‘Absorbing the COVID-19 gloom like a sponge’: Doctors on the trauma of the second wave


The mental wellbeing of medicos during the pandemic needs attention and understanding too

“As physicians we owe our patients two things — only two things — our time and our skill. We do not owe our patients our lives.” – Dr Joseph D Wassersug (private practitioner in Internal Medicine from Massachusetts)

Clinical psychologist Diksha Gupta from Delhi mentions a resident doctor who has not left his room for a month and who barely slept, dreading that he may not wake up again. Doctors and healthcare workers across the country have been on their toes dealing with the daily influx of COVID-19 patients for more than a year now. Naturally the relentless struggle against the pandemic has led to physical and mental burnout among medical professionals.

Dr Rebecca Hendrickson of the University of Washington has outlined three factors responsible for this psychological stress — volume and intensity of their COVID-19-related work, level of fear about their safety, and the extent of demoralisation.

Long shifts ranging from six to 12 hours, and extending up to 48 hours in case somebody is absent, take a toll. In addition to this, the discomfort of being strapped in PPE kits for hours and separation from family and friends for months can actually desensitise healthcare workers so deeply that often they fail to react to the deaths in the COVID-19 wards. “It has become a routine to watch patients succumb to the Coronavirus infection that I can’t even recall what it was like when my first patient died,” says Dr Davinder Koli, senior resident at Delhi’s LNJP Hospital.

Another senior resident from the same hospital, Dr Kush Sharma, says being inadequately armed in terms of medicines, oxygen and other resources, also adds to their anxiety. “Imagine the anguish of watching patients who are confident of sailing through, collapsing suddenly… One minute they are eating and the next moment they are gone with their breakfast plate still in hand,” he says, and adds, “Patient after patient dies and you keep shifting from bed to bed hoping to save the next one.”

Most doctors also grapple with personal fear — of getting infected or infecting their families. They are also aware that if they or their relatives may need to get admitted, they might not get a bed in their own hospital, where they have been working so dedicatedly. Paediatric surgeon at LNJP, Dr Raghav Narang recalls how scared he was when his pregnant wife intubated a positive patient by mistake.

Doctors who were not trained to see so many sick patients earlier, have had to reorient themselves in critical care, constantly triage the patients and prioritise treatment to those who respond better, points out Dr Nikhil Gotmare, ophthalmologist at Guru Nanak Eye Centre, Delhi.

Psychiatrists helping out their brethren

Doctors are silently absorbing the gloom like a sponge, tired of being lionised or accused, choosing who gets a chance to live, facing grieving relatives, many of who have lost their breadwinners besides shouldering many other responsibilities simultaneously.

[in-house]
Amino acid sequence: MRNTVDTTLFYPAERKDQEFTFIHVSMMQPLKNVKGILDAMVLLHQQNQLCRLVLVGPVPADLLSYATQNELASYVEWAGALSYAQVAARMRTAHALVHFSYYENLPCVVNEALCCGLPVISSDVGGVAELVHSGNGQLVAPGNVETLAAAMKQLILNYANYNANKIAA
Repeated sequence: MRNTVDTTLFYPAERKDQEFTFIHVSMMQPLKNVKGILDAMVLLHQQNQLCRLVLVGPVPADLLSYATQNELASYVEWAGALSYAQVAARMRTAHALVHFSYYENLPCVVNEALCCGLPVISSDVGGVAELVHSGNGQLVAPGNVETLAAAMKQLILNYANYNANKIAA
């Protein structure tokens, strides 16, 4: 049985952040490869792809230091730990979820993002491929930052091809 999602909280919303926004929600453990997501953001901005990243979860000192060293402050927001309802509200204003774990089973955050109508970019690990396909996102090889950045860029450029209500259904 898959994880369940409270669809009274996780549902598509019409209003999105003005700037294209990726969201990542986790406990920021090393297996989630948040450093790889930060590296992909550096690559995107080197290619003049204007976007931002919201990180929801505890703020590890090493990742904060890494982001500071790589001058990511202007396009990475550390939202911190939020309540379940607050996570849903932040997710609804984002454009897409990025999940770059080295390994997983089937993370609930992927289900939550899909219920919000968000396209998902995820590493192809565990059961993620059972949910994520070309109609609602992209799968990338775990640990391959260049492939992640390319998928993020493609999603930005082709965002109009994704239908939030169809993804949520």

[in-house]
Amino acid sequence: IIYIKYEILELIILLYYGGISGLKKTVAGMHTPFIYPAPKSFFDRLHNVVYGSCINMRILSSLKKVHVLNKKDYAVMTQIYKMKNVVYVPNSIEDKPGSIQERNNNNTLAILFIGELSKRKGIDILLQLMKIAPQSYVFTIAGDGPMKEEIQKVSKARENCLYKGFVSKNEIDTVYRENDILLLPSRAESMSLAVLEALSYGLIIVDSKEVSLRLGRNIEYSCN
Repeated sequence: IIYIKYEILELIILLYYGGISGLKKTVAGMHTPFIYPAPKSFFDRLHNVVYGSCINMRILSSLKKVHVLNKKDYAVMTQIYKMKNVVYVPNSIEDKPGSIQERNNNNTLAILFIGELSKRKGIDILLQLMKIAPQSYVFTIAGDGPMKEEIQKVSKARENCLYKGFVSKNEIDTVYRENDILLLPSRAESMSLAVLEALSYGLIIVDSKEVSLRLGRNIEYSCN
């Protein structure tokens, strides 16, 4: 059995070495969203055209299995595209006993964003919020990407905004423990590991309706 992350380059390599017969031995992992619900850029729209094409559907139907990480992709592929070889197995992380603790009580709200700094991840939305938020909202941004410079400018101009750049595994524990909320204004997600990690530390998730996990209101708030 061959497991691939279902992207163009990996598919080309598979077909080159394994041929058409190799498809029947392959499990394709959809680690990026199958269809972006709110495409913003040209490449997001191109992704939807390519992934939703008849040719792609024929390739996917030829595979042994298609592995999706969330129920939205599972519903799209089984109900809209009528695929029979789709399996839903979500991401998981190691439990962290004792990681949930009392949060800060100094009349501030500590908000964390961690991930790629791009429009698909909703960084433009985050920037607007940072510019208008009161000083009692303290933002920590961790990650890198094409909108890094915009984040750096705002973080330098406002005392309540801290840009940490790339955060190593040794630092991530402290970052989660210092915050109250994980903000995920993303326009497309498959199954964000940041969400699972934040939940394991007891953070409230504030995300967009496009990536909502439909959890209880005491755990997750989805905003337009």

The implications of being at the forefront of such an unprecedented health crisis are expected to manifest later as a psychological pandemic in medicos. Many psychiatrists have hinted that doctors on COVID duty are suffering from Post Traumatic Stress Disorder (PTSD) or other conditions like depression, somatisation (symptoms include headache, giddiness, weakness, abdominal pain or bowel problems, incontinence, diarrhoea and constipation), obsessive-compulsive symptoms, anxiety, and severely altered sleep patterns.

Psychologists and psychiatrists have come forward to extend help to doctors dealing with the trauma. Dr Mahima Malhotra, Associate Professor at GIPMER, has started a helpline for medical staff who can call to share stressful personal or professional experiences. “We talk to them and suggest simple solutions such as yoga, writing a diary, or devoting at least 30 minutes to what they like doing,” she says. “Usually doctors hesitate to talk to psychiatrists and don’t even believe that they need one,” she says — patients may be afraid of being treated by doctors who have been diagnosed with poor mental health. “But this pandemic has made quite a few resident doctors turn to them,” she adds.

Gupta is offering online psychotherapy sessions under the Mental Health Initiative of Maulana Azad Medical Colllege. The hour-long sessions are attended, in turns, by residents of one particular department, and are aimed at identifying stress triggers and how to mitigate them. “We help people first understand the root cause and then feel confident about improving their situation. This promotes healthy behaviour and relationships and aids in expressing emotions better,” she says.

Institutional leadership apart, Dr Gotmare says doctors also need personalised resilience plans like a session of aerobic exercises before they begin their shift. Staying updated about the management protocols during duty hours helped him manage his stress levels, he says.

To keep anxiety at bay, Dr Koli goes through travel vlogs. “It reminds me of all those beautiful places I wish to visit with my family,” he says. For Dr Sharma, having a partner who is also a doctor, and understanding of the situation they both are in, makes for conversations that boost each other. Dr Narang watches films and calls up family and friends whenever he finds time. Everybody is trying to find their own coping mechanism.

Gupta says one should work on maintaining an intricate balance between external stress and one’s ability to cope with it. “When the balance is skewed, consciously choose one of the four As — avoid, alter, accept or adapt,” she adds.

Kinshuk Gupta is a third-year medical student based in Delhi.



This article was originally published on The Hindu

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